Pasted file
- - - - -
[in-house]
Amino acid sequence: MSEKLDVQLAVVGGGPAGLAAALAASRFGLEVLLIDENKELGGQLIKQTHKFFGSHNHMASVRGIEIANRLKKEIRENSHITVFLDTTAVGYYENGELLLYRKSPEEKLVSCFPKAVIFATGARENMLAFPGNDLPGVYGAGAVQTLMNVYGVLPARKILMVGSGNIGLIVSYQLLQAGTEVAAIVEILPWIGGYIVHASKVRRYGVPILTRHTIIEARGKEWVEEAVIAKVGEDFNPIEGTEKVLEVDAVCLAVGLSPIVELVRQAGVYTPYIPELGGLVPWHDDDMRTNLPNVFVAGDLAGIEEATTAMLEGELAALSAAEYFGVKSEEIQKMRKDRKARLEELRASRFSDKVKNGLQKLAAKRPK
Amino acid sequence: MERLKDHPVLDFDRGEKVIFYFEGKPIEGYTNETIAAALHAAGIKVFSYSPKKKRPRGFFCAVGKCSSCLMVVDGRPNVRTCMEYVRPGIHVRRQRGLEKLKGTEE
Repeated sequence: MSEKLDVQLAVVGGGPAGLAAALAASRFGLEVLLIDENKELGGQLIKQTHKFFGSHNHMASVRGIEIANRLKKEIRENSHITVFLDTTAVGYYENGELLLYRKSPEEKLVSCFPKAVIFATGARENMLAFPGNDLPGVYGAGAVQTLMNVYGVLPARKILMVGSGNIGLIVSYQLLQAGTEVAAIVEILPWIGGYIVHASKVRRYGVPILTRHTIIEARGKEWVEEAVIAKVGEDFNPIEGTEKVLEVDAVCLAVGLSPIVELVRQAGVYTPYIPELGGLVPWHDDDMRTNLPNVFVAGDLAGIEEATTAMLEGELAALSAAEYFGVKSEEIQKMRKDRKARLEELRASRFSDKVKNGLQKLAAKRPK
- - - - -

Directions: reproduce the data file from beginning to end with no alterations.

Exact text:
[in-house]
Amino acid sequence: MSEKLDVQLAVVGGGPAGLAAALAASRFGLEVLLIDENKELGGQLIKQTHKFFGSHNHMASVRGIEIANRLKKEIRENSHITVFLDTTAVGYYENGELLLYRKSPEEKLVSCFPKAVIFATGARENMLAFPGNDLPGVYGAGAVQTLMNVYGVLPARKILMVGSGNIGLIVSYQLLQAGTEVAAIVEILPWIGGYIVHASKVRRYGVPILTRHTIIEARGKEWVEEAVIAKVGEDFNPIEGTEKVLEVDAVCLAVGLSPIVELVRQAGVYTPYIPELGGLVPWHDDDMRTNLPNVFVAGDLAGIEEATTAMLEGELAALSAAEYFGVKSEEIQKMRKDRKARLEELRASRFSDKVKNGLQKLAAKRPK
Amino acid sequence: MERLKDHPVLDFDRGEKVIFYFEGKPIEGYTNETIAAALHAAGIKVFSYSPKKKRPRGFFCAVGKCSSCLMVVDGRPNVRTCMEYVRPGIHVRRQRGLEKLKGTEE
Repeated sequence: MSEKLDVQLAVVGGGPAGLAAALAASRFGLEVLLIDENKELGGQLIKQTHKFFGSHNHMASVRGIEIANRLKKEIRENSHITVFLDTTAVGYYENGELLLYRKSPEEKLVSCFPKAVIFATGARENMLAFPGNDLPGVYGAGAVQTLMNVYGVLPARKILMVGSGNIGLIVSYQLLQAGTEVAAIVEILPWIGGYIVHASKVRRYGVPILTRHTIIEARGKEWVEEAVIAKVGEDFNPIEGTEKVLEVDAVCLAVGLSPIVELVRQAGVYTPYIPELGGLVPWHDDDMRTNLPNVFVAGDLAGIEEATTAMLEGELAALSAAEYFGVKSEEIQKMRKDRKARLEELRASRFSDKVKNGLQKLAAKRPK